Study objectives: To examine the current clinical
spectrum of noncardiogenic pulmonary edema (NCPE) related to heroin
Design: Retrospective chart review of all
identified patients from August 1994 through December 1998.
Setting: Urban academic hospital.
participants: Heroin-related NCPE was defined as the syndrome in
which a patient develops significant hypoxia (room air saturation< 90% with a respiratory rate > 12/min) within 24 h of a
clinically apparent heroin overdose. This should be accompanied by
radiographic evidence of diffuse pulmonary infiltrates not attributable
to other causes, such as cardiac dysfunction, pneumonia, pulmonary
embolism, or bronchospasm, and which resolve clinically and
radiographically within 48 h.
Measurements and results: Twenty-seven patients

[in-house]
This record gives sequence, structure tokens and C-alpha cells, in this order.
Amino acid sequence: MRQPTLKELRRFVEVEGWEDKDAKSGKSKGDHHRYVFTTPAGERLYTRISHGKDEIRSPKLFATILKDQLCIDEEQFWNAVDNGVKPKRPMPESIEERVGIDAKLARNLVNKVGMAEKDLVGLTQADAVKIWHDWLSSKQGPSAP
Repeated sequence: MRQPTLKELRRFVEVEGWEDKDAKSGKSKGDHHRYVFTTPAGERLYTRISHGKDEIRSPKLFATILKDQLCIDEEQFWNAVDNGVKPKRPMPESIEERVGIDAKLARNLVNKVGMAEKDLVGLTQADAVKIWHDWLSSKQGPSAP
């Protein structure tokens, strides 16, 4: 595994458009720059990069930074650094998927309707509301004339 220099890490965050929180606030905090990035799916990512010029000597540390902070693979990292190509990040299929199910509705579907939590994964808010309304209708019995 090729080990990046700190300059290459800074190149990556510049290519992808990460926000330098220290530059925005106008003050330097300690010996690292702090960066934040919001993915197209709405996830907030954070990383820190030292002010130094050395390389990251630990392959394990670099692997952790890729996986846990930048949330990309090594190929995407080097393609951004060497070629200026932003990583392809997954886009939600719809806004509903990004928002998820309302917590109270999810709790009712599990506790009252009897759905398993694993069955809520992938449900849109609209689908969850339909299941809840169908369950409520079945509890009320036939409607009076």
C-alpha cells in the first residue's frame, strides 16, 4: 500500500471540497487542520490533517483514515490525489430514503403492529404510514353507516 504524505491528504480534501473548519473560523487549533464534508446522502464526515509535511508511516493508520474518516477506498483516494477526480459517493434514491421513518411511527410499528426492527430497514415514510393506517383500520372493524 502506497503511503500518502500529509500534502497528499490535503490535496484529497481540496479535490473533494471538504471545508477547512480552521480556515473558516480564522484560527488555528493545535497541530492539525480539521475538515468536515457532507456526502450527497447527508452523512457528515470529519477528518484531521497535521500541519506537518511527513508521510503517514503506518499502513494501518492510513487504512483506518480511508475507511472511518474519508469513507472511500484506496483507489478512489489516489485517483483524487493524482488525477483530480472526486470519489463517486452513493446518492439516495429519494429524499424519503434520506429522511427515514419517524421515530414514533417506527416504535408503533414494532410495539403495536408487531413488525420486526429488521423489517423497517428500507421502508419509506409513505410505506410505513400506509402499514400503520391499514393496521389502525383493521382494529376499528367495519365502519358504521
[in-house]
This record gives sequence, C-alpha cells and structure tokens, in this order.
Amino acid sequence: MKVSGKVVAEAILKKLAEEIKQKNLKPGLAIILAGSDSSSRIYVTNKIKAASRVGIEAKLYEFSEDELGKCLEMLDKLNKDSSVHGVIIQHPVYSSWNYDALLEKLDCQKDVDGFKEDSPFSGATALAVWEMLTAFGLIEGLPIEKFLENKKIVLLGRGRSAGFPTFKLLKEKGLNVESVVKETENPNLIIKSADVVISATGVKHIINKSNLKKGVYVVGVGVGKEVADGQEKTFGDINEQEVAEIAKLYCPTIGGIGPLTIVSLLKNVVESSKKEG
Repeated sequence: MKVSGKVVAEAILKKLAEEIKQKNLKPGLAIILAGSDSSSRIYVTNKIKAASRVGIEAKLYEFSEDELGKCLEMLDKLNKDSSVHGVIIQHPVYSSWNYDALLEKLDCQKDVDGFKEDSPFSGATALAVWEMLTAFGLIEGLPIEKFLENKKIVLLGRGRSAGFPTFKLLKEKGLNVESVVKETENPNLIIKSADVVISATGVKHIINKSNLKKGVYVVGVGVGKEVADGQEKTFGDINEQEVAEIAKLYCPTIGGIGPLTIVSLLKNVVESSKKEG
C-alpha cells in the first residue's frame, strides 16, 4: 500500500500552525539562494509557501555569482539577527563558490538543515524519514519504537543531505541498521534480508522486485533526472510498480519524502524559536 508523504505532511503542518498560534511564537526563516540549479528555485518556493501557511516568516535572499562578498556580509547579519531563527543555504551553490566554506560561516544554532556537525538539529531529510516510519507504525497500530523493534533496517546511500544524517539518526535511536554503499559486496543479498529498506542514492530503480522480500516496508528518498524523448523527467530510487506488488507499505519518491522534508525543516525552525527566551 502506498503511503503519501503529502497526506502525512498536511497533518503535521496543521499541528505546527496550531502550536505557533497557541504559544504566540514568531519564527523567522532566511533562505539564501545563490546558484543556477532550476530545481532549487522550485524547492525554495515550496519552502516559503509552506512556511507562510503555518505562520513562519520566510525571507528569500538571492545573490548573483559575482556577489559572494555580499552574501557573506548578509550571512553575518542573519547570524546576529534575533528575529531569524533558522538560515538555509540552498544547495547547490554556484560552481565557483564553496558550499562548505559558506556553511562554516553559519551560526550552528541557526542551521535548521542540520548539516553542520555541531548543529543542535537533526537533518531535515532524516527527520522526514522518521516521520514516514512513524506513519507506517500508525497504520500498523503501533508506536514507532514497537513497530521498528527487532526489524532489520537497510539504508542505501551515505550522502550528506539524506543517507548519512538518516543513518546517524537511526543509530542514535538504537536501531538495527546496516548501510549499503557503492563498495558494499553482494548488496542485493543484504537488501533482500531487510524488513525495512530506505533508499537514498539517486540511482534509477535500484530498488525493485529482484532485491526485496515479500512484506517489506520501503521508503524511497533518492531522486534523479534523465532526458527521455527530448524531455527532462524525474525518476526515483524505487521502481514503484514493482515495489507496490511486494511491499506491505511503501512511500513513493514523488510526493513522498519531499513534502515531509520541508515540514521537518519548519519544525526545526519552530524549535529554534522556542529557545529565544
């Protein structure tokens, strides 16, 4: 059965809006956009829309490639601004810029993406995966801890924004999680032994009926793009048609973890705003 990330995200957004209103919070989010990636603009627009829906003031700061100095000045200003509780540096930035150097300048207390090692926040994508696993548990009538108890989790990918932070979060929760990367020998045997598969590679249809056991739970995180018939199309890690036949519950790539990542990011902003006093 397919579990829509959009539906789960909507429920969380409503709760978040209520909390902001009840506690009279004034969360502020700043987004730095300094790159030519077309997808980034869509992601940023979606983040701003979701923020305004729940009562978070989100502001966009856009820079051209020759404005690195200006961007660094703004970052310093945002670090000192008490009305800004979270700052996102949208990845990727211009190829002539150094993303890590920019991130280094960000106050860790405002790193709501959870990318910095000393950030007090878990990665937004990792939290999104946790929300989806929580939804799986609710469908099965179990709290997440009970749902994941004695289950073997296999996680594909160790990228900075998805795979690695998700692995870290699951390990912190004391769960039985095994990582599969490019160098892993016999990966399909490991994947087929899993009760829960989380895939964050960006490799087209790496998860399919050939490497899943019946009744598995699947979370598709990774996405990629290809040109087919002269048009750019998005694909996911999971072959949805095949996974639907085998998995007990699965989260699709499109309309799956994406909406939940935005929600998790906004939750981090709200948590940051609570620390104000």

were identified during this 53-month period, with a majority being male
patients (85%; average age, 34 years). Twenty patients (74%) were
hypoxic on emergency department arrival, and 6 patients (22%) had
symptoms develop within the first hour. One patient had significant
hypoxia develop within 4 h. Nine patients (33%) required
mechanical ventilation, and all intubated patients but one were
extubated within 24 h. Eighteen patients (66%) were treated with
supplemental oxygen alone. Hypoxia resolved spontaneously within
24 h in 74% of patients, with the rest (22%) resolving within
48 h. Twenty patients (74%) had classical radiograph findings of
bilateral fluffy infiltrates, but unilateral pulmonary edema occurred
in four patients (15%) and more localized disease occurred in two
Conclusion: NCPE is an infrequent
complication of a heroin overdose. The clinical symptoms of NCPE are
clinically apparent either immediately or within 4 h of the
overdose. Mechanical ventilation is necessary in only 39% of patients.
The incidence of NCPE related to heroin overdose has decreased
substantially in the last few decades.